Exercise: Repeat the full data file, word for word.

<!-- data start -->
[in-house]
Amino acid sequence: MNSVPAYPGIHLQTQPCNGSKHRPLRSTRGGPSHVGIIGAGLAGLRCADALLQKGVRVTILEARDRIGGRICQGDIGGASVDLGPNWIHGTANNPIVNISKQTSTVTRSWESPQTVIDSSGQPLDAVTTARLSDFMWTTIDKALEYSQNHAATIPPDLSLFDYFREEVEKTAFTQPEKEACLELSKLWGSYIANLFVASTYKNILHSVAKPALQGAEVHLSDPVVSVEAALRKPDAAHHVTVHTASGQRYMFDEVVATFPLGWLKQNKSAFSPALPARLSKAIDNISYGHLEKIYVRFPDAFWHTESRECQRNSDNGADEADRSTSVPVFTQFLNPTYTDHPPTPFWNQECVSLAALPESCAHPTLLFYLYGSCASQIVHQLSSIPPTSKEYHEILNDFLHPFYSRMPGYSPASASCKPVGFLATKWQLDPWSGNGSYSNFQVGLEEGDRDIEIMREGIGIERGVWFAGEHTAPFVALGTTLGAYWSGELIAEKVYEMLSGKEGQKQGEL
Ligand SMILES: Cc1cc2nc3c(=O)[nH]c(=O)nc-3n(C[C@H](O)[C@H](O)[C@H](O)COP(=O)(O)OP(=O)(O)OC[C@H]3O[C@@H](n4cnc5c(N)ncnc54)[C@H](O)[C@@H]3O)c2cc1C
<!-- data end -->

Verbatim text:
[in-house]
Amino acid sequence: MNSVPAYPGIHLQTQPCNGSKHRPLRSTRGGPSHVGIIGAGLAGLRCADALLQKGVRVTILEARDRIGGRICQGDIGGASVDLGPNWIHGTANNPIVNISKQTSTVTRSWESPQTVIDSSGQPLDAVTTARLSDFMWTTIDKALEYSQNHAATIPPDLSLFDYFREEVEKTAFTQPEKEACLELSKLWGSYIANLFVASTYKNILHSVAKPALQGAEVHLSDPVVSVEAALRKPDAAHHVTVHTASGQRYMFDEVVATFPLGWLKQNKSAFSPALPARLSKAIDNISYGHLEKIYVRFPDAFWHTESRECQRNSDNGADEADRSTSVPVFTQFLNPTYTDHPPTPFWNQECVSLAALPESCAHPTLLFYLYGSCASQIVHQLSSIPPTSKEYHEILNDFLHPFYSRMPGYSPASASCKPVGFLATKWQLDPWSGNGSYSNFQVGLEEGDRDIEIMREGIGIERGVWFAGEHTAPFVALGTTLGAYWSGELIAEKVYEMLSGKEGQKQGEL
Ligand SMILES: Cc1cc2nc3c(=O)[nH]c(=O)nc-3n(C[C@H](O)[C@H](O)[C@H](O)COP(=O)(O)OP(=O)(O)OC[C@H]3O[C@@H](n4cnc5c(N)ncnc54)[C@H](O)[C@@H]3O)c2cc1C